But what about the poetry? I’ll certainly have highly productive waves every now and again, but those are often few and far between. Those remain an exercise in emotional and mental purging, but they’re also done for the pleasure when the inspiration strikes. I’m working on trying to make this outlet more consistent, however.
Every now and again I’ll pull out one of these journals and poetry notebooks and read a few pages, just for the fun of it. Sometimes I’ll cringe, but more often I’ll let myself revisit the memories and emotions tied to these writings. It’s a way for me to remember what I’ve learned, reminders of where I was and where I’m going. Sometimes it’ll even inspire something new.
In my ongoing process of cleaning up my files and getting them in order, I’ve come across quite a few printed copies of the same stories. Which surprises me, because I though I’d thinned out that particular collection of papers back in 2006 when I got rid of all those three ring binders. Apparently not…?
And these copies of stories that I mailed off to publishers? Yeah, I definitely don’t need them. Hell, I don’t really need the rejection letters either, to be honest…most of those date back to over fifteen years ago and I’d like to think I’ve learned from my writing mistakes by now. I’m in 100% agreement with them for rejecting that short story from the mid-90s — it’s kind of embarrassing to read now, and I’m embarrassed to admit I even submitted such a piece of half-baked trash.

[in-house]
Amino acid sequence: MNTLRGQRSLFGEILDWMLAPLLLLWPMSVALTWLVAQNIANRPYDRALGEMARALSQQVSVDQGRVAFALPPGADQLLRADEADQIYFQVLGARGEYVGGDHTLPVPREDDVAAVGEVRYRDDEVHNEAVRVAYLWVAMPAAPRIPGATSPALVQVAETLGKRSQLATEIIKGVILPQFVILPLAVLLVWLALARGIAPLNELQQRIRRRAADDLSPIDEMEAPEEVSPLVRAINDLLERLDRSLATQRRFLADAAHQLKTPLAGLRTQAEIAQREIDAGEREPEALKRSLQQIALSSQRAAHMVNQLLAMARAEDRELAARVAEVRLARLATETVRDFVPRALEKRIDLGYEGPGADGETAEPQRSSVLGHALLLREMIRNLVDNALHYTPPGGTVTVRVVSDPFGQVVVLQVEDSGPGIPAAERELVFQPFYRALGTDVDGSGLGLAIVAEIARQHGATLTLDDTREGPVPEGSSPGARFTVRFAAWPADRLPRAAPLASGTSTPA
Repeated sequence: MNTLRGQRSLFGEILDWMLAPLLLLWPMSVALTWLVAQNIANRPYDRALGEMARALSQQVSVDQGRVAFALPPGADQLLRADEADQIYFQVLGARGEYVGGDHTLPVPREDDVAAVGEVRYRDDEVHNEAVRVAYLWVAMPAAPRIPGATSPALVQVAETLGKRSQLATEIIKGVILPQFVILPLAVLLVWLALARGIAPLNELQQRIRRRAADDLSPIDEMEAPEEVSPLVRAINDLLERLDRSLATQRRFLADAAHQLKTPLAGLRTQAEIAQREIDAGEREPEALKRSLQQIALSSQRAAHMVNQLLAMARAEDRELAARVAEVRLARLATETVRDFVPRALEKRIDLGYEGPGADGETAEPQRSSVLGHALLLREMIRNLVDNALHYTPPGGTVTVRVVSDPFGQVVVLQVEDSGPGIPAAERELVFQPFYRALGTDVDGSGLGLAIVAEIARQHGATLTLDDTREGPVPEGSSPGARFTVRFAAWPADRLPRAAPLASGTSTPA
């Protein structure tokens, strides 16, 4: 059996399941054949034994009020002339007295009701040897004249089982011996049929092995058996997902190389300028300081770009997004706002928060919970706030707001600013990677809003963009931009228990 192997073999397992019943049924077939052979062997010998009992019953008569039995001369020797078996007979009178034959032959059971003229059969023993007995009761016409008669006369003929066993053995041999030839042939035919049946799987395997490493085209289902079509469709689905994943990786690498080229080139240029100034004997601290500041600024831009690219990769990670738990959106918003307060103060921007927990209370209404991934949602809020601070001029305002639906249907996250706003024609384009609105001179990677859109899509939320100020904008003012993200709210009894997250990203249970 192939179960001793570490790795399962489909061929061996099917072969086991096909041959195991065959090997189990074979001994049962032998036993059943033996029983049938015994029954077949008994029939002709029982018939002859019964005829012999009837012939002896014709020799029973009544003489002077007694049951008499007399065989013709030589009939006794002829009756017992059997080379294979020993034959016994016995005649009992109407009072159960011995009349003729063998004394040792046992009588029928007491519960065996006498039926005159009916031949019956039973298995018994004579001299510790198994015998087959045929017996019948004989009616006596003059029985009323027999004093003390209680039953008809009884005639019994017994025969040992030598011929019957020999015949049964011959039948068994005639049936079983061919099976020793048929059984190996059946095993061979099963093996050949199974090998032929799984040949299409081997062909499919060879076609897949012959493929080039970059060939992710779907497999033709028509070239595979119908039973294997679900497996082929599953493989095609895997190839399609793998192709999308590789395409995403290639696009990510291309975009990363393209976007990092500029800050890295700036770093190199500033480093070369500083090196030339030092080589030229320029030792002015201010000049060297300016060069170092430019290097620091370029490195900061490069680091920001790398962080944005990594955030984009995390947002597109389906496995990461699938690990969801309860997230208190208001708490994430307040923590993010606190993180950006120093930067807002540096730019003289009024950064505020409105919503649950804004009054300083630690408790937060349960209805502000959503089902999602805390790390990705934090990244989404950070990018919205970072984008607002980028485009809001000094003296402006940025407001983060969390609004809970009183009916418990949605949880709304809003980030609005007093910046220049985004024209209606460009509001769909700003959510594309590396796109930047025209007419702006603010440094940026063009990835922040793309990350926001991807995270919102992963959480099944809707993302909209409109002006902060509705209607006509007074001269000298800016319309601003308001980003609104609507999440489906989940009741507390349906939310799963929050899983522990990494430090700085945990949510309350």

Which leaves me with…what? Oh, I still have some of the printouts saved. These are the ones I actually used for revision purposes, writing detailed notes in the margins. Those were helpful and I’m okay with those cluttering up my bookcase. And I’m definitely saving those scraps of paper where I’d originally come up with the idea during a slow moment at the Day Job. Those are always fun to look at and remember how it all started.
I found myself doing the same exact thing when I cleaned out my old collection of 3″ floppies. I’d saved a lot of my work on multiple disks over the course of a decade, and making duplicates seemed like a great idea, given how easily they’d get corrupted over time. Especially when I reused older disks. Some documents I had only one surviving copy, while others I’d had maybe three or four. (I narrowed these down by way of moving them to folders on my shared drive and deleting the duplicates via matching the timestamps. I may still have some duplicates, but it’s a hell of a lot more organized now.) Once that particular project is done, I’ll save it to my cloud account for security.
But with the paper versions…I’ve come to the conclusion that the most important things I want to save is the longhand notes and outtakes, the original sketches, the partial outlines…the work behind the finished product. Anything else can go either way.
Thankfully, I’ve kind of grown out of being a pack rat. I used to be a horrible one, both with my writing and pretty much everything I collected. Marriage and moving across the country made me rethink that. Hell, I’ve even cut down on my books! Seriously, though…I’ve still got my digital writings in their various versions (I save each new revision version under a different name so you can still see the work in progress.)
I no longer feel bad getting rid of that fifth print-out of chapter 3 of a book I’ve trunked over a decade ago…as long as I have it saved digitally, that’s good enough.